Dear oh dear. It hasn’t been a good few years for Trax Records, has it? Stories about the notoriously suspect conduct of founder Larry Sherman have been circulating for decades – from claims of not paying artists royalties all the way to bits of paper pressed into some of the original vinyl copies of their releases.
And more recently, there was a legal battle brought by Larry Heard and Robert Owens over claims of unpaid royalties dating back to the mid-1980s. Trax had to hand back the master and publishing rights to a number of their early recordings in order to settle the case. There’s also been talk of Trax fighting an allegation of fraud, which the label mentioned directly.
So how do Trax themselves feel about all this? They’ve been quite cagey so far about it all – until now. Yesterday, Trax released a statement on Facebook grandly titled “The Truth About Trax Records”. We’ve reproduced it here in its totality…
Good grief. Ears To The House isn’t even sure where to begin with this garbled mess of a statement – so to keep things simple, let’s stick to the main points for now. Let’s begin with the amusing claim that Trax Records is the “Motown of house”.
Where on earth did this come from? Ears To The House can find no reference to this online, other than from material written or published by current label boss Rachael Cain herself. We accept it’s entirely possible this claim was made in a magazine or newspaper column that predates the internet – so we’d dearly love to know the origins of this curious boast.
Moving on, the statement goes on to detail the long-running dispute between Trax and Casablanca Records. This partnership began in 2002 once Trax’s second incarnation in 1991 ran into trouble – but quickly “turned south”, as the statement puts it. Cain claimed she only acquired control of the label once again this year – which may help to explain why they re-released a huge number of their old releases on New Year’s Day.
And then we get to a part of the statement which mentions Larry Sherman’s death in April 2020. Heard and Owens brought their legal action “on the heels of his passing” – an assertion which perhaps unwittingly makes it sound like the two men purposefully waited until he was dead before proceeding. Bizarrely, Trax also claim the case was aimed “at the wrong parties”.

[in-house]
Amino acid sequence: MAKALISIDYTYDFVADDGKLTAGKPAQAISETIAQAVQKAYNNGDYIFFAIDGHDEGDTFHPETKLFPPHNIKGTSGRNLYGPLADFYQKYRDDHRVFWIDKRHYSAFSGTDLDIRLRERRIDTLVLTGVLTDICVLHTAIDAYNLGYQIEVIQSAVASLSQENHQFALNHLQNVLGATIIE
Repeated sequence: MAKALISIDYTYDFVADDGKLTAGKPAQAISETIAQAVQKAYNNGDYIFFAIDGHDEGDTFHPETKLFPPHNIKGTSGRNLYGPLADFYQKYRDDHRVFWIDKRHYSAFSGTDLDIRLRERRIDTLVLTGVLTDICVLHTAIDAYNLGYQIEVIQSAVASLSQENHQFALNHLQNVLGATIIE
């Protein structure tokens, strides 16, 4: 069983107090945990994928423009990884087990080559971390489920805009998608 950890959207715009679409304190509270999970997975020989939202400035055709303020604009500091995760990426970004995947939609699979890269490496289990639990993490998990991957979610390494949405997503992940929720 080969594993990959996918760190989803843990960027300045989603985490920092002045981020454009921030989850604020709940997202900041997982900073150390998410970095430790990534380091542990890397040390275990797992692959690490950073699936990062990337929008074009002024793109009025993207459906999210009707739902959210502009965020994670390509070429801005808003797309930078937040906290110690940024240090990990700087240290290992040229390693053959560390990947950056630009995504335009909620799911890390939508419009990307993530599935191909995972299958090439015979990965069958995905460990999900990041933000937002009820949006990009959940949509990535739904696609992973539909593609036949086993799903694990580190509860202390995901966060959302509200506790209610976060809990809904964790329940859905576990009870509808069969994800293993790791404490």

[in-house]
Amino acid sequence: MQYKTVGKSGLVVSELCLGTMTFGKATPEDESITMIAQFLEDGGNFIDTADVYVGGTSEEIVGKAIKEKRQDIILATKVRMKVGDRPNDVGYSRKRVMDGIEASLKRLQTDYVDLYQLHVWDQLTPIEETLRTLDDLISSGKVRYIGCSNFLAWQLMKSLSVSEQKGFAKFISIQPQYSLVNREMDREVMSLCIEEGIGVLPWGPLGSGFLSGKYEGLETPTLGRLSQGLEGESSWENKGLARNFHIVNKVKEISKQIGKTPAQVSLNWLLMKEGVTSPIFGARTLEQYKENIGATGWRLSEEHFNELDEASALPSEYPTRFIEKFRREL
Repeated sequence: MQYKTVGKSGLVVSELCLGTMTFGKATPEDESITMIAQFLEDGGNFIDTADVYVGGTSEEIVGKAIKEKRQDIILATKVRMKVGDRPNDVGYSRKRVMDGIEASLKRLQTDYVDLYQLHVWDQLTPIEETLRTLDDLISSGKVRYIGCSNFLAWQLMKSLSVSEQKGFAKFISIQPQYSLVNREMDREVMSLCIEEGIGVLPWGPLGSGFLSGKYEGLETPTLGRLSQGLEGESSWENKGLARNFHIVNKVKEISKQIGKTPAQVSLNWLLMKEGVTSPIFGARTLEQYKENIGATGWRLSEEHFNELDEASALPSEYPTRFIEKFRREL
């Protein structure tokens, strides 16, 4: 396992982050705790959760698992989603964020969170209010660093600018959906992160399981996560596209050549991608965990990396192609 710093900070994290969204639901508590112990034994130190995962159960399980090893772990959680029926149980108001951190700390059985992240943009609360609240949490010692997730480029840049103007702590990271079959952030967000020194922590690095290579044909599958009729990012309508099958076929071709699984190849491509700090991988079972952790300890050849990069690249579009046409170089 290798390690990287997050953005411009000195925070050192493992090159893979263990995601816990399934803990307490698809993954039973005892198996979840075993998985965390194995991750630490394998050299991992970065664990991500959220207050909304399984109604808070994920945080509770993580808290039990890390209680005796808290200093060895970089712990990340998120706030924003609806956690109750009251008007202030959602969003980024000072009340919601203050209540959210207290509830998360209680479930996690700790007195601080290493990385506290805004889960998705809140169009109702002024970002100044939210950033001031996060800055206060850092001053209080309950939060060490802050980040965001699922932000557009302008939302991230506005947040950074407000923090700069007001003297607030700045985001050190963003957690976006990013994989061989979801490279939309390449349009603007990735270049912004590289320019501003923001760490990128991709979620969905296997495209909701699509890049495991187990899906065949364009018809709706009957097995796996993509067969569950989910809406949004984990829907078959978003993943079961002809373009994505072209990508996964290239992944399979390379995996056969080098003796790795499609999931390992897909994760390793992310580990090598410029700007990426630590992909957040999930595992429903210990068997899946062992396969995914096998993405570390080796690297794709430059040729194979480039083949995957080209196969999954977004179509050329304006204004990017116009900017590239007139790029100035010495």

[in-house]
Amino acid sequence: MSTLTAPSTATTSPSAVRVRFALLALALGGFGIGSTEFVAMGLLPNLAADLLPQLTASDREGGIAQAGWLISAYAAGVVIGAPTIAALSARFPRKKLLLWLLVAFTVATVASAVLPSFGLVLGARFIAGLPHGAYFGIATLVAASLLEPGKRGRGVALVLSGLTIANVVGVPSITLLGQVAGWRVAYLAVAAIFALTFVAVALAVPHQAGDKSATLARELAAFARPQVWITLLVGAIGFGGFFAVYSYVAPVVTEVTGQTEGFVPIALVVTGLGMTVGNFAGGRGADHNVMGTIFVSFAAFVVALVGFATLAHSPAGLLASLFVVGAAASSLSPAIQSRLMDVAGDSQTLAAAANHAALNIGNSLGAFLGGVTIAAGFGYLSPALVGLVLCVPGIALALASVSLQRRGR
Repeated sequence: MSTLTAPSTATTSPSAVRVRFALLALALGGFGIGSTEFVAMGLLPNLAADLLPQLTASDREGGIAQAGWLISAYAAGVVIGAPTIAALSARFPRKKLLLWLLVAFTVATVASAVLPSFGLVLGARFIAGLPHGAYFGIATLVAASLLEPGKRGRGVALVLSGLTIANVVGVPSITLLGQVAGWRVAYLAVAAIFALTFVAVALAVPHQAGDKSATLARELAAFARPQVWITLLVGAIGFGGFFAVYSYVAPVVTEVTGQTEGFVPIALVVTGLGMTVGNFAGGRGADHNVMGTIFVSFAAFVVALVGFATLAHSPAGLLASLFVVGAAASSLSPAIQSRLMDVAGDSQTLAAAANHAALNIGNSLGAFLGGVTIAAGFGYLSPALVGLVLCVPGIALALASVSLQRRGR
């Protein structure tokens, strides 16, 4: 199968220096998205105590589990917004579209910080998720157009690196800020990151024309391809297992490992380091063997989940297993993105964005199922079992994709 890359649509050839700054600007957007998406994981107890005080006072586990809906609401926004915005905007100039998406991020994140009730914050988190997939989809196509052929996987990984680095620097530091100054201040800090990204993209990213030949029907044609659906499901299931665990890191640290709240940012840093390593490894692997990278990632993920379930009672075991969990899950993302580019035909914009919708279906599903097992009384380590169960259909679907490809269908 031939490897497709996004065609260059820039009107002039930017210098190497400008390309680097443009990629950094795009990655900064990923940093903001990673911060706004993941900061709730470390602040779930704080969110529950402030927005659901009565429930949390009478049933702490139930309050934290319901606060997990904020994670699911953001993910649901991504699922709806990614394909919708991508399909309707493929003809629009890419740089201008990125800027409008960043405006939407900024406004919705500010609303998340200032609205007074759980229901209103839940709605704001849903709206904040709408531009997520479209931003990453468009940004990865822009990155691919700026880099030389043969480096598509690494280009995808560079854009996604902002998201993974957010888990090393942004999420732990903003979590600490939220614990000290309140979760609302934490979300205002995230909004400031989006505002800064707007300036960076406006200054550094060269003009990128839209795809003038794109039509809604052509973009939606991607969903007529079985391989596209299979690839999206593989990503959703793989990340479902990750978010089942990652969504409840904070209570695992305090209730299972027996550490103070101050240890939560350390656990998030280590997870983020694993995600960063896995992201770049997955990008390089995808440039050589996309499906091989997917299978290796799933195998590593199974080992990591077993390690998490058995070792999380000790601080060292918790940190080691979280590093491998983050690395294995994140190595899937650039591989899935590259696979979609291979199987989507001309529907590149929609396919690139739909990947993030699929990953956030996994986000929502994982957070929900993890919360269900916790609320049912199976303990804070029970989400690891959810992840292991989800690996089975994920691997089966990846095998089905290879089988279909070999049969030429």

Surely if this was so, the whole thing would have been struck out the moment it reached a judge? And yet a legal ruling by Judge Sharon Johnson Coleman dismissed only parts of the case without prejudice and allowed others to continue. The whole ruling, made in June 2021, is available online.
Under the section of Count 1 – “fraud on the copyright office” – Coleman writes this…
“Plaintiffs allege that Cain became Sherman’s business partner in Trax Records sometime after signing with Trax Records, in 1985… Plaintiffs have alleged that Cain was possibly a corporate insider at the time the copyright registration application was submitted.”
Ears To The House is unaware whether this allegation can be substantiated – the fact the Heard/Owens case was settled out of court meant it was never tested. But it’s well known that her history with Trax Records goes back a long way – and in her defence, the Trax statement says was “never a party” to the contracts being doled out by Larry Sherman in the 1980s.
Cain now says she wishes to “tell my story” after years of being “bound to follow non-disclosure orders” – inviting everyone to contact her with questions or interview requests. As a site which has criticised Trax Records more than once lately, we’re more than happy to offer Rachael Cain the right to publish her story in her own words – which we would publish unedited and in its entirety.
Our editor will be getting in touch with Cain shortly – we’ll let you know how we get on…